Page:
About the Museum
The Baghdad Archaeological Museum was established with the help of the British author Gertrude Bell in 1926. In the 1920s the Museum was under the Ministry of Public Works while under the Ministry of Education in the 1930s. Its collections are considered among the most important in the world and the Museum has traditionally exhibited collections featuring the 5,000 year long history of Mesopotamia in its 28 galleries. The original buildings (Old Museum building, Administration Building, Library, and Old Storage Building) were built on the present site with the help of the German Government in 1964-1966 and opened in 1966. The New Museum Building was built by the Italian Government in 1983. The newest building, the New Collections Building, was built by Kortage Construction in 2006 sponsored by the Iraqi Government.
The Museum was closed from 1991 during the Gulf War and reopened on April 28, 2000 for former President Saddam Hussein’s birthday. On April 8, 2003 the museum staff was asked to leave the Museum. Thefts of collection items took place on April 07-12, and staff attempted to hold back looters until U.S. forces arrived on April 16. The Museum's above ground storage rooms were looted but the exterior steel doors showed no signs of forced entry. Thousands of excavation site pieces (jars, vessels, pottery shards, etc.) were stolen, of which over 3,000 have been recovered. The thieves did not appear to be discriminating; for example, an entire shelf of fakes was stolen, while an adjacent shelf of much greater value was undisturbed. The number of looted collection items has been a matter of debate but Museum staff think about 15,000 items including 5,000 valuable cylinder seals were stolen. Many items that had been reported as missing had been hidden in secret storage vaults prior to the outbreak of war. Collection items from the New Museum Building’s exhibits remain in storage and will be returned to the Museum only after renovation of the Galleries and the spaces and cases are ready to accept the collections for exhibit.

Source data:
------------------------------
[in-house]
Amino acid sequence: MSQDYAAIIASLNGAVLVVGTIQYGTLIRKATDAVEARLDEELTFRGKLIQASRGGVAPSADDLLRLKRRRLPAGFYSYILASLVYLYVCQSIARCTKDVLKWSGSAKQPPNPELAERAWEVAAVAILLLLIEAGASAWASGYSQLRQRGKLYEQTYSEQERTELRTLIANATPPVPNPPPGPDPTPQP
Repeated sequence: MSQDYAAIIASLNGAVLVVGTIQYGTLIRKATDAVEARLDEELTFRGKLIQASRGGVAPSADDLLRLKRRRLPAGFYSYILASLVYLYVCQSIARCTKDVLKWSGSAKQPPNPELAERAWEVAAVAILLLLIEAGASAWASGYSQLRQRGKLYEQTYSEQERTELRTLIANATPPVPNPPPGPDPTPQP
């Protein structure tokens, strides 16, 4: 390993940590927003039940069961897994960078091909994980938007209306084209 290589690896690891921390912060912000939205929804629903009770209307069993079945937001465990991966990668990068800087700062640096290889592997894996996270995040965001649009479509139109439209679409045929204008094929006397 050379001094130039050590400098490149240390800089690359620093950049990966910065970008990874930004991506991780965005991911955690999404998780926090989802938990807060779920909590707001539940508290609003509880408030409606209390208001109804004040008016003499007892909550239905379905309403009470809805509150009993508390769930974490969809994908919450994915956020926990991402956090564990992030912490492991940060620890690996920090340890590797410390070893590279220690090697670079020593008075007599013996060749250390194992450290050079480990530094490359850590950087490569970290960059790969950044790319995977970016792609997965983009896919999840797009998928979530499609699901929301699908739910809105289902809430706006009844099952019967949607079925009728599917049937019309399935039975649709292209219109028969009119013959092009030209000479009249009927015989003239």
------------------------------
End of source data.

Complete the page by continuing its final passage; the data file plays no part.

Although the Museum has received protection since its looting, archaeological sites in Iraq have not had much protection, and there has been large-scale looting. This large-scale looting of archaeological sites has increased the workload for Museum staff, who often receive large quantities of undocumented artifacts confiscated at border crossings.
The Museum has been open on several occasions since the 2003. The Museum opened on July 3, 2003 for a visit by J. Paul Bremer, head of the Coalition Provisional Authority and opened in December 2008 for a photo opportunity announcing the return of some artifacts to the Museum. The latest Museum opening took place on February 23, 2009 with a ceremony involving Iraqi Prime Minister Nuri al-Maliki. The Museum has remained open since February for VIP tours and school groups.
Dedicated to the history and heritage of Iraq
The Museum is dedicated to the collection and interpretation of the history of Iraq and its environs. The collections consist of mainly man-made objects covering the past 7,000 years. The types of objects in the collection represent Sumerian, Akkadian, Assyrian, Babylonian and Islamic cultures and include objects made of glass, pottery, metal, ivory, and parchment, among others.
The Iraq National Museum is the only institution dedicated to protecting the comprehensive and collective archaeological heritage of Iraq from loss or destruction in order that it may be enjoyed and studied by the present and future generations of citizens and survive for additional thousands of years. If these collections are worth keeping as heritage source materials, the identity of each item must be guarded. Time and effort are required to keep accurate records and care for the collections, which are the Museum’s principal assets. The reason for preserving collections is to use them as a means of bringing enrichment and knowledge to as many people as possible. To do this, collections must be publicly exhibited and interpreted. The Museum plays an active role in the life of Iraq, by offering supplementary services including educational programming that encourages more frequent use of the artifacts that aid in the pursuit of new interests created by them.